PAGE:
To explain what she was going to be talking about, Byrne felt the need to give us a history lesson on some real crimes that have happened in virtual spaces.  The one she focused on the most was the Nigerian email problem of the 90s.  Most people in the room laughed, because most people nowadays are aware of those scams and know not to give their bank account information to their long lost uncle that had 40 million dollars but died suddenly and now you can inherit it all!  Sadly, people still fall for this.  Byrne reported that in 2006, over half a BILLION dollars of loses happened because of crimes like this.  Crimes like this, where a scammer tries to convince a person to send over their account information, even if the uncle or aunt is from China or Argentina, are still referred to as “Nigerian scam.”

Byrne continued her talk with her next slide, titled “A Watershed Moment,” and told the crowd that in the 1990s, due to all of the Nigerian Scams (actually from Nigeria), there was global media coverage of Nigeria and its corporate corruption, an underperforming oil instability, political instability, and a rise in regional crime and violence.  Law enforcement agencies began to categorize these crimes at 419 scams in reference to article 419 of the Nigerian Criminal Code for confidence schemes even if the criminals have no connection to Nigeria.  Flash forward to the 2000s, and 419 Digitlante networks have been created as structured responses to the belief that there are deficiencies in the state security system.  These deficiencies include that fraud statistics had risen three-fold in ONE year and there were widespread views that law enforcement is unable to help victims.  Digilantes used social network sites to plan, codify, and share their work and progress with each other.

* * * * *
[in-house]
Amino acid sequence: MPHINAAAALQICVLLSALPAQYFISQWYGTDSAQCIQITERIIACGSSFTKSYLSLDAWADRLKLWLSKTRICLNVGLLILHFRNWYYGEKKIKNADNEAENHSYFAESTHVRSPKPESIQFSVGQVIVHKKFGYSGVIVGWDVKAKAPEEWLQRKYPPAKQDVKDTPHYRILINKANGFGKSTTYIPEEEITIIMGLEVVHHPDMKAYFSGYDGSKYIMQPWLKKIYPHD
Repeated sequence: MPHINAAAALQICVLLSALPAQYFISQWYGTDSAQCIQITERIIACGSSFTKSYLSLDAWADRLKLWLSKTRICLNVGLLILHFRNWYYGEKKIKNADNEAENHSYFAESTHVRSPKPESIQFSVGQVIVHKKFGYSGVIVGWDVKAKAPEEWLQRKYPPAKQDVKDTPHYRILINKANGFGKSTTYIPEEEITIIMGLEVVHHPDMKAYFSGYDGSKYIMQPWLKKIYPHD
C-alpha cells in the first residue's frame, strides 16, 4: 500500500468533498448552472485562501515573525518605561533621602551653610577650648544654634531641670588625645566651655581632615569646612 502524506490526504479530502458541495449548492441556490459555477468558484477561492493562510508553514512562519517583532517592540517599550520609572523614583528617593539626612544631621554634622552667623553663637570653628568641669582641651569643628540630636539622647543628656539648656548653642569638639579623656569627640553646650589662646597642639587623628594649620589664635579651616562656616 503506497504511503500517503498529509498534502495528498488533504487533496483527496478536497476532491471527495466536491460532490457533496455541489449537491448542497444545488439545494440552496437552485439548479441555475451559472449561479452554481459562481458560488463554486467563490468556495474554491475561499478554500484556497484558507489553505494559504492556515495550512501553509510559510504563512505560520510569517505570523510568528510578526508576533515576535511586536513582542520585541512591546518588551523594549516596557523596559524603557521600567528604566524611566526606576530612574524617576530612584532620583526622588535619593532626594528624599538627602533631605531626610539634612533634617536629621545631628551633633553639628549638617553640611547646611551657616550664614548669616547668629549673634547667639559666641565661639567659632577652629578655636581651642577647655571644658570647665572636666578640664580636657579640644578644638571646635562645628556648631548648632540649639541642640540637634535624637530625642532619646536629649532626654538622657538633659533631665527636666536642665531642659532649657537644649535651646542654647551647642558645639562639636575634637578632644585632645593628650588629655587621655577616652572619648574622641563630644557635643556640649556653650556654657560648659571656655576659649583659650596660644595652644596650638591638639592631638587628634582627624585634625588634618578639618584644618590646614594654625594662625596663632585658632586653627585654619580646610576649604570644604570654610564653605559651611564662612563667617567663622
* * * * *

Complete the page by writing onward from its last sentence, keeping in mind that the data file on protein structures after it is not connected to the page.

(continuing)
One of the sites we mentioned in class today while briefly speaking about Dara Byrne’s presentation was 419Eater.com, where digilantes “scam the scammer” by getting the scammers to send in pictures of themselves in humiliating, dehumanizing positions and other various scenarios (branding themselves with their scam logo is another horrible example).  The digilantes of 419Eater.com then post the pictures they receive and they get ranked as “trophies,” to show that punishment has been enforced.  Perhaps Byrne ran out of time and wasn’t able to finish up her concluding thoughts, but one of the final things she said was, “As citizens are being monitored by the government, we are monitoring ourselves.”  But is fighting fire with fire really the best way to perform “justice,” or does fighting fire with fire count more as revenge?  Is there really no better way to seek justice from scammers and digital con-artists?

The Amish and Technology — What?!